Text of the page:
On its debut CD, Sexto Sol defines itself as a rock band that lets its Latin roots show

What caused the big holdup? Well, the band's project benefited from one of the city's finest engineer/producers, Joe Treviño, who took an interest in the group and wanted to record them at Blue Cat Studios. The downside, though, was that they had to work around Treviño's maddeningly busy schedule.

"He was doing our CD as sort of a pet project," Sexto Sol drummer Juan Ramos says. "He does Tejano music, because

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Sexto Sol kicks out the jams at Saluté.
that's where the money is in San Antonio. The labels pay him to do those projects, and we can't afford to pay him what the labels pay him. So he said, 'I'll do your CD in my spare time.'

"It just so happened that it dragged out for almost two years. The reason he did it is because he has a background in rock music and likes it."

The fact that Ramos defines Sexto Sol as a rock band might surprise some casual listeners. With its propulsive, barrio-soul rhythms, conga and timbale flourishes, and diminished guitar chords, the band could easily be classified as Afro-Cuban jazz. The blazing fretwork of guitarist Eddie Hernandez on instrumentals like "Hot Pursuit" and "Chicken Foot Boogaloo," and the group's cover of Cannonball Adderley's jazz standard "Mercy Mercy Mercy," only support that notion.

For all of Sexto Sol's obvious virtuosity, however, the band is humble about its prowess. Ramos sees Sexto Sol as a group of perennial jazz wannabes, whose technical reach always exceeds its grasp. "It's like we were rock musicians for some reason trying to be a Latin jazz band, but not quite pulling it off," he says. "And the easiest thing to tell

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people was, 'It sounds like Santana.' Although we don't actually do any Santana songs."

At its core, Sexto Sol remains an instrumental band, but it began incorporating vocals three years ago, shortly after former Latin Spice keyboardist-songwriter Sam Villela joined the group. Villela, whose vocal timbre suggests a younger Cesar Rosas, also adds dimension to the South Side flavor of the band's grooves, with lyrics that evoke hot summer days, Chicana muses, and spiritual yearning. The group interacts with an easy grace, intuitively leaving space for each other at the right times. On the new CD, they drop in clever musical quotes - like a snippet of Steely Dan's "Do It Again" in the middle of "Duncan" - and flesh out their sound with elegant cameos from friends like trumpeter Luis Gasca.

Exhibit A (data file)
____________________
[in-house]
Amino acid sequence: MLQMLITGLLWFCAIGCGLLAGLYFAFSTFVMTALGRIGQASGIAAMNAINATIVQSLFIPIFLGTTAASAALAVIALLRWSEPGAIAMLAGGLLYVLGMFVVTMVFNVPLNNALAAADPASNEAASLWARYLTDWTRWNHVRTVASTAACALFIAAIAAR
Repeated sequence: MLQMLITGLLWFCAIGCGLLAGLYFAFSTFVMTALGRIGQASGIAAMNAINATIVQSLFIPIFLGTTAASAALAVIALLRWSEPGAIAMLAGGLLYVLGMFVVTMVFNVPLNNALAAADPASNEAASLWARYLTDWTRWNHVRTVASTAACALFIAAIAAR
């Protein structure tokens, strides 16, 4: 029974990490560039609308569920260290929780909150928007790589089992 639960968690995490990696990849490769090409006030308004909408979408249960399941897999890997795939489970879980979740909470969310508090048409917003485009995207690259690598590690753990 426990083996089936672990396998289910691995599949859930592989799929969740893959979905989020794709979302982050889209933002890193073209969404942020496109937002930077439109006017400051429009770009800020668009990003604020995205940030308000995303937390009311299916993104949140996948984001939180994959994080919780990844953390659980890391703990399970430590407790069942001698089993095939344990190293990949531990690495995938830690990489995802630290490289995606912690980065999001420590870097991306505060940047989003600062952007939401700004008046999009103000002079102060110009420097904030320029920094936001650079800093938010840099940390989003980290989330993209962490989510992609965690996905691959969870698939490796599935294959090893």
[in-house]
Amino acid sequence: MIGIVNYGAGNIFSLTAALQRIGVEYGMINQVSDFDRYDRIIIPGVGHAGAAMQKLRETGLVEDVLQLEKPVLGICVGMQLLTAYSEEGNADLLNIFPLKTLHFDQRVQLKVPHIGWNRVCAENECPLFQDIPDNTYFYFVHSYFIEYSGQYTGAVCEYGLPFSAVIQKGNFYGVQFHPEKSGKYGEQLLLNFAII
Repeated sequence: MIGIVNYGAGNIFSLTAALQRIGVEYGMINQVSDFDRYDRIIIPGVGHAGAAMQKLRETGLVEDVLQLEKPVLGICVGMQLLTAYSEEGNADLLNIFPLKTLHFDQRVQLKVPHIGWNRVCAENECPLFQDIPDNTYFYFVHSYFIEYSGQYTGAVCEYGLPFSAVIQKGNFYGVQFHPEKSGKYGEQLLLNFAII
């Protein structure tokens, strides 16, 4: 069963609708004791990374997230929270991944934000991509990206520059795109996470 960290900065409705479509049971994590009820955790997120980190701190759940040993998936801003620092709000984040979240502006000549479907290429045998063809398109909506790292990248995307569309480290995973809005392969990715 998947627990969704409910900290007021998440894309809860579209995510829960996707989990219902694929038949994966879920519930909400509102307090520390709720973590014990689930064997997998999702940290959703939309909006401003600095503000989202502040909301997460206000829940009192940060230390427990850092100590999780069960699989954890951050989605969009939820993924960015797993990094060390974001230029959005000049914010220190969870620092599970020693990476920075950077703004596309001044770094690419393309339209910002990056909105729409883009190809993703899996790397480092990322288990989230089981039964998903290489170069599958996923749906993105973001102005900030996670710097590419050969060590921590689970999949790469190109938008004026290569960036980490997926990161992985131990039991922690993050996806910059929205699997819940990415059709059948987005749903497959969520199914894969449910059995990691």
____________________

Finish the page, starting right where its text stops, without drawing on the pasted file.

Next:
Ramos, a talented visual artist (his CD-cover illustration of a girl's billowing cigarette smoke forming into the band's logo is typical of his witty aesthetic), arrived at this form of percussive Latin music after years of playing post-punk, indie rock. His previous band, Glorium, was widely admired on the Austin underground scene, although its self-consciously low profile once inspired the Austin Chronicle to describe it as "a band shrouded in enough mystery to give Raymond Chandler writer's cramp."

Sexto Sol's musical sensibility might seem to share little with the Fugazi-inspired cacophony

5pm, Saturday, April 26
King William Fair
Arsenal Bridge Stage
1032 S. Alamo St., 271-3247
of Glorium, but Ramos says the stylistic gap between the two bands emerged only gradually, with considerable lineup shuffling.

"The very first version of Sexto Sol I started in Austin, and it was still sort of an alternative-rock sounding band, with the personnel I had there," he says. "When I came down to San Antonio to re-start the band, the bass player from Glorium was in it. Eddie `Hernandez` - who I'd played with since I was 13 - was in the band.

"I think we were just trying to do something that we thought sounded like where we were from. That's very much like Fugazi, who are very regional, and Dischord, which only signs bands from D.C. That kind of idea struck home with me. A lot of my art work is about San Antonio, and talking about people from here. So I thought, 'What if the band sounded like we were Mexican-Americans from San Antonio?'" •



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